Late last year, German tuning companies Prior Design and JP Performance hatched a fantastic idea to build a late-model Beetle body kit styled like the one on the fictional Beetle Gr. 3 (Group 3) race car from Gran Turismo Sport. The companies announced just 53 kits would be made, an apparent nod to Herbie. Making good on their promise, they showed off the first example in a recent YouTube video.
For a little background on what the Beetle Gr. 3 is, GT Sport has a racing category called “Group 3” that is basically the game’s stand in for GT3. It includes real GT3 cars, as well as fictional Gr. 3 cars from manufacturers that don’t make an actual GT3 car. Many of these fake cars, like the Alfa Romeo 4C Gr. 3 and Mitsubishi Lancer Evolution X Gr. 3, honestly look better than a lot of actual GT3 cars. This Beetle is another example.
Historically, the Beetle name certainly has racing pedigree. But that doesn’t apply as much to the newer Beetles, which never quite took to competition as readily as their predecessors. There was the old New Beetle Cup Car (as well as the RSi related to it), and then rallycross versions. But this imagined GT car would’ve easily been the zenith of Volkswagen’s most iconic race car, had it actually existed.
In that sense, the Beetle Gr. 3 kit is just a cool idea. But it also looks ridiculous in all the right ways. Those bulges behind the front wheels, for example, house the car’s quad exhaust pipes. The sills and fenders are dramatic, the vents are copious and the rear wing is gigantic. What’s not to love?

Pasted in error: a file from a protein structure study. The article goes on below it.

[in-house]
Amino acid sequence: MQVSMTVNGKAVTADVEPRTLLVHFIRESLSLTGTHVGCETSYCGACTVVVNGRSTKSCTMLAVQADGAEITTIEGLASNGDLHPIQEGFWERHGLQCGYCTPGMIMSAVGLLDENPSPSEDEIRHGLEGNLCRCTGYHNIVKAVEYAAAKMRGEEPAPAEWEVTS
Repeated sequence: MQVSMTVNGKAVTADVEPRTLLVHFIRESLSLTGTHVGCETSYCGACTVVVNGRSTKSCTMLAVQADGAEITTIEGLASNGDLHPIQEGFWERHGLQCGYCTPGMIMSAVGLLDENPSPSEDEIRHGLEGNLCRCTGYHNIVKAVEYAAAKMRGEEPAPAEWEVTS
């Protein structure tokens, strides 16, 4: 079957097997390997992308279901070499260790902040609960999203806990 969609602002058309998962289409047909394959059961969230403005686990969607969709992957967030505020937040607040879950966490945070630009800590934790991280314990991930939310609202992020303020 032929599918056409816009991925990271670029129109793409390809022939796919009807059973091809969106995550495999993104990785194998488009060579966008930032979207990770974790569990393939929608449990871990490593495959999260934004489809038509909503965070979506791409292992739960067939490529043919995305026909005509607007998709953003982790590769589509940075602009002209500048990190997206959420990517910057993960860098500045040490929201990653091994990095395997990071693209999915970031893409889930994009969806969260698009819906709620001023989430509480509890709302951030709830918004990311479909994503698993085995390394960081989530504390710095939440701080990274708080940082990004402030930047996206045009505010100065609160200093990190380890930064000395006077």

Both Volkswagen and Gran Turismo developer Polyphony Digital have reportedly approved the project, and offered assistance where appropriate. For example, the companies retrieved data from Polyphony to make the kit as accurate as possible, according to GTPlanet.
That hasn’t resulted in a perfect match. The virtual Beetle’s roofline is an inch-an-a-half lower, for one — something a body kit ain’t going to help. Also, the DTM-esque vertical planes at the corners of the rear bumper carry LED strips facing backwards in the video game. For the most part, though, this is the fiction made real. The differences are extremely minor.
As for what’s going on inside the particular Beetle in the video, JP Performance pulled out the old Volkswagen four-cylinder and replaced it with a healthier 2.5-liter Audi turbocharged inline-five. It’s unclear how that motor’s been spruced up for this car, but in the Audi RS3 it produces 400 horsepower.
The kit itself can apparently still be ordered from Prior Design at the time of writing, for 5,990 euros. That’s about $7,030, which I think is completely reasonable for parts that transform the dowdy Beetle into what we see here. Of course, if you want to also make it go as fast as it looks, that’s going to require yet more dough and elbow grease. To anyone embarking on that challenge, you have my full endorsement and well wishes.